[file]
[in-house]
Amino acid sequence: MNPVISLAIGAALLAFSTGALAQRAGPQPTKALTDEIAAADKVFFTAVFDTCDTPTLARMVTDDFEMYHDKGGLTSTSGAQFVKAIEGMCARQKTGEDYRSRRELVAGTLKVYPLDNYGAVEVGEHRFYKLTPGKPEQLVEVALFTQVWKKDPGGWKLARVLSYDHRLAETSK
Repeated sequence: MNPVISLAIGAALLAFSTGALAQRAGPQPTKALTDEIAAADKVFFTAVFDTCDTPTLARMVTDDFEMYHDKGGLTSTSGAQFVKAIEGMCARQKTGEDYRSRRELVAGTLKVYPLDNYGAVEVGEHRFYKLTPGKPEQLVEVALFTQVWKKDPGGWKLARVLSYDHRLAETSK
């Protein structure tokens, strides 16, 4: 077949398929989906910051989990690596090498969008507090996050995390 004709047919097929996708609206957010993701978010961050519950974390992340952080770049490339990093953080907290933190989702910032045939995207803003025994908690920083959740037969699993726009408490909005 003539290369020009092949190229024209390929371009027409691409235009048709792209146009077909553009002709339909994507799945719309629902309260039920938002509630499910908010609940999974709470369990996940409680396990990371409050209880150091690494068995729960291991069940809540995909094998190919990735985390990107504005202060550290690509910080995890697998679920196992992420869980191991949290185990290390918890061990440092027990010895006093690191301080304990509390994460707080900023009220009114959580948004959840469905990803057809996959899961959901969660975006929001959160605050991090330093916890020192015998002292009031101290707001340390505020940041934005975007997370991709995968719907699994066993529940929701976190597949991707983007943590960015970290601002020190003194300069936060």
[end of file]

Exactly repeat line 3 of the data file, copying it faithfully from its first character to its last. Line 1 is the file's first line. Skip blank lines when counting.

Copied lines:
Repeated sequence: MNPVISLAIGAALLAFSTGALAQRAGPQPTKALTDEIAAADKVFFTAVFDTCDTPTLARMVTDDFEMYHDKGGLTSTSGAQFVKAIEGMCARQKTGEDYRSRRELVAGTLKVYPLDNYGAVEVGEHRFYKLTPGKPEQLVEVALFTQVWKKDPGGWKLARVLSYDHRLAETSK